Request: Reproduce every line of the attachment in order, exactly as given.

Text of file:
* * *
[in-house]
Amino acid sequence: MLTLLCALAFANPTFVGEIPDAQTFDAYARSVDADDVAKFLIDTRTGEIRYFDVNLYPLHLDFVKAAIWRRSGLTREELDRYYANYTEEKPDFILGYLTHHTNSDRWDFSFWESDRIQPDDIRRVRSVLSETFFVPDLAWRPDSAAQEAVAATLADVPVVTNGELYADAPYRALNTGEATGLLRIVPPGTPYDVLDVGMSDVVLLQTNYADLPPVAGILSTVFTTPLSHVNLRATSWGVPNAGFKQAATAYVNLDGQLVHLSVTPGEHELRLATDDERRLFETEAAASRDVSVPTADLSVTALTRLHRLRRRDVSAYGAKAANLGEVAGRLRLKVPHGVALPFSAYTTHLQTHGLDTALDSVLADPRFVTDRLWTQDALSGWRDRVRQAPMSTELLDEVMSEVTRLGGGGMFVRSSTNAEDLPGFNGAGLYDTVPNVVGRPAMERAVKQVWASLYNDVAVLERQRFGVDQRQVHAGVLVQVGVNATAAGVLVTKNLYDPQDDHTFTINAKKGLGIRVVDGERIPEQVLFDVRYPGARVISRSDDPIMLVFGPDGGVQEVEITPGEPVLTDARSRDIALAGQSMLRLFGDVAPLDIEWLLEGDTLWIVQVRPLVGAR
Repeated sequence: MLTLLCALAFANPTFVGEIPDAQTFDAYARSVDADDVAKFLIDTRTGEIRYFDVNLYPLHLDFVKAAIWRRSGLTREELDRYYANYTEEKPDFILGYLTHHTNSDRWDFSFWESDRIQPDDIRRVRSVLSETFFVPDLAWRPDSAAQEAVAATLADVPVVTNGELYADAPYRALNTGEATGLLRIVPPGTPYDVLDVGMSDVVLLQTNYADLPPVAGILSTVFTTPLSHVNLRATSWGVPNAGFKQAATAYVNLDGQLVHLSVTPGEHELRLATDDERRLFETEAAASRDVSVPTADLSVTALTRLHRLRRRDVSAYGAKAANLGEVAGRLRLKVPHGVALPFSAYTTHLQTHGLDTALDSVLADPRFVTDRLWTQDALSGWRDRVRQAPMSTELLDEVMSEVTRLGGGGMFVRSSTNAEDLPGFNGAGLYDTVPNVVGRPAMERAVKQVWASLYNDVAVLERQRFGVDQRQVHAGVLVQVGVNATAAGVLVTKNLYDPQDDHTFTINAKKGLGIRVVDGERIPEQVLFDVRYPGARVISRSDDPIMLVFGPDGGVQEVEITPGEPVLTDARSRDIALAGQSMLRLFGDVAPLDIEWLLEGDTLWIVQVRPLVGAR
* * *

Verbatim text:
[in-house]
Amino acid sequence: MLTLLCALAFANPTFVGEIPDAQTFDAYARSVDADDVAKFLIDTRTGEIRYFDVNLYPLHLDFVKAAIWRRSGLTREELDRYYANYTEEKPDFILGYLTHHTNSDRWDFSFWESDRIQPDDIRRVRSVLSETFFVPDLAWRPDSAAQEAVAATLADVPVVTNGELYADAPYRALNTGEATGLLRIVPPGTPYDVLDVGMSDVVLLQTNYADLPPVAGILSTVFTTPLSHVNLRATSWGVPNAGFKQAATAYVNLDGQLVHLSVTPGEHELRLATDDERRLFETEAAASRDVSVPTADLSVTALTRLHRLRRRDVSAYGAKAANLGEVAGRLRLKVPHGVALPFSAYTTHLQTHGLDTALDSVLADPRFVTDRLWTQDALSGWRDRVRQAPMSTELLDEVMSEVTRLGGGGMFVRSSTNAEDLPGFNGAGLYDTVPNVVGRPAMERAVKQVWASLYNDVAVLERQRFGVDQRQVHAGVLVQVGVNATAAGVLVTKNLYDPQDDHTFTINAKKGLGIRVVDGERIPEQVLFDVRYPGARVISRSDDPIMLVFGPDGGVQEVEITPGEPVLTDARSRDIALAGQSMLRLFGDVAPLDIEWLLEGDTLWIVQVRPLVGAR
Repeated sequence: MLTLLCALAFANPTFVGEIPDAQTFDAYARSVDADDVAKFLIDTRTGEIRYFDVNLYPLHLDFVKAAIWRRSGLTREELDRYYANYTEEKPDFILGYLTHHTNSDRWDFSFWESDRIQPDDIRRVRSVLSETFFVPDLAWRPDSAAQEAVAATLADVPVVTNGELYADAPYRALNTGEATGLLRIVPPGTPYDVLDVGMSDVVLLQTNYADLPPVAGILSTVFTTPLSHVNLRATSWGVPNAGFKQAATAYVNLDGQLVHLSVTPGEHELRLATDDERRLFETEAAASRDVSVPTADLSVTALTRLHRLRRRDVSAYGAKAANLGEVAGRLRLKVPHGVALPFSAYTTHLQTHGLDTALDSVLADPRFVTDRLWTQDALSGWRDRVRQAPMSTELLDEVMSEVTRLGGGGMFVRSSTNAEDLPGFNGAGLYDTVPNVVGRPAMERAVKQVWASLYNDVAVLERQRFGVDQRQVHAGVLVQVGVNATAAGVLVTKNLYDPQDDHTFTINAKKGLGIRVVDGERIPEQVLFDVRYPGARVISRSDDPIMLVFGPDGGVQEVEITPGEPVLTDARSRDIALAGQSMLRLFGDVAPLDIEWLLEGDTLWIVQVRPLVGAR